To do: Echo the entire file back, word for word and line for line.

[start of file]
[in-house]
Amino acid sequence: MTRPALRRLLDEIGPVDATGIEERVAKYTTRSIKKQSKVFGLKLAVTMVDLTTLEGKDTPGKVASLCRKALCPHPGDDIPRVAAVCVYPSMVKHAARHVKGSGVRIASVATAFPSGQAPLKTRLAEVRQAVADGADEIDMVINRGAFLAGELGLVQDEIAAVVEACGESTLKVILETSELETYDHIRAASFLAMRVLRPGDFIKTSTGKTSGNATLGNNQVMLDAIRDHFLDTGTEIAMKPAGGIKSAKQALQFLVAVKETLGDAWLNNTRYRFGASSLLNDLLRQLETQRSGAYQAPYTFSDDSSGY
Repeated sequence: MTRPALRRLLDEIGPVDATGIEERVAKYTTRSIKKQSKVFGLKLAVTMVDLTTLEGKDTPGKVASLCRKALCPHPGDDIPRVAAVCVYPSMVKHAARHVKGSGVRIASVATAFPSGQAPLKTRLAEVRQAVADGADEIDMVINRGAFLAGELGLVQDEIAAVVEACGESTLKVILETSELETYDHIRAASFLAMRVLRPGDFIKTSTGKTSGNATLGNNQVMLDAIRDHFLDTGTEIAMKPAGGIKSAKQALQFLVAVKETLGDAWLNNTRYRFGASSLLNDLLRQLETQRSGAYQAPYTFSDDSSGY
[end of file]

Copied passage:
[in-house]
Amino acid sequence: MTRPALRRLLDEIGPVDATGIEERVAKYTTRSIKKQSKVFGLKLAVTMVDLTTLEGKDTPGKVASLCRKALCPHPGDDIPRVAAVCVYPSMVKHAARHVKGSGVRIASVATAFPSGQAPLKTRLAEVRQAVADGADEIDMVINRGAFLAGELGLVQDEIAAVVEACGESTLKVILETSELETYDHIRAASFLAMRVLRPGDFIKTSTGKTSGNATLGNNQVMLDAIRDHFLDTGTEIAMKPAGGIKSAKQALQFLVAVKETLGDAWLNNTRYRFGASSLLNDLLRQLETQRSGAYQAPYTFSDDSSGY
Repeated sequence: MTRPALRRLLDEIGPVDATGIEERVAKYTTRSIKKQSKVFGLKLAVTMVDLTTLEGKDTPGKVASLCRKALCPHPGDDIPRVAAVCVYPSMVKHAARHVKGSGVRIASVATAFPSGQAPLKTRLAEVRQAVADGADEIDMVINRGAFLAGELGLVQDEIAAVVEACGESTLKVILETSELETYDHIRAASFLAMRVLRPGDFIKTSTGKTSGNATLGNNQVMLDAIRDHFLDTGTEIAMKPAGGIKSAKQALQFLVAVKETLGDAWLNNTRYRFGASSLLNDLLRQLETQRSGAYQAPYTFSDDSSGY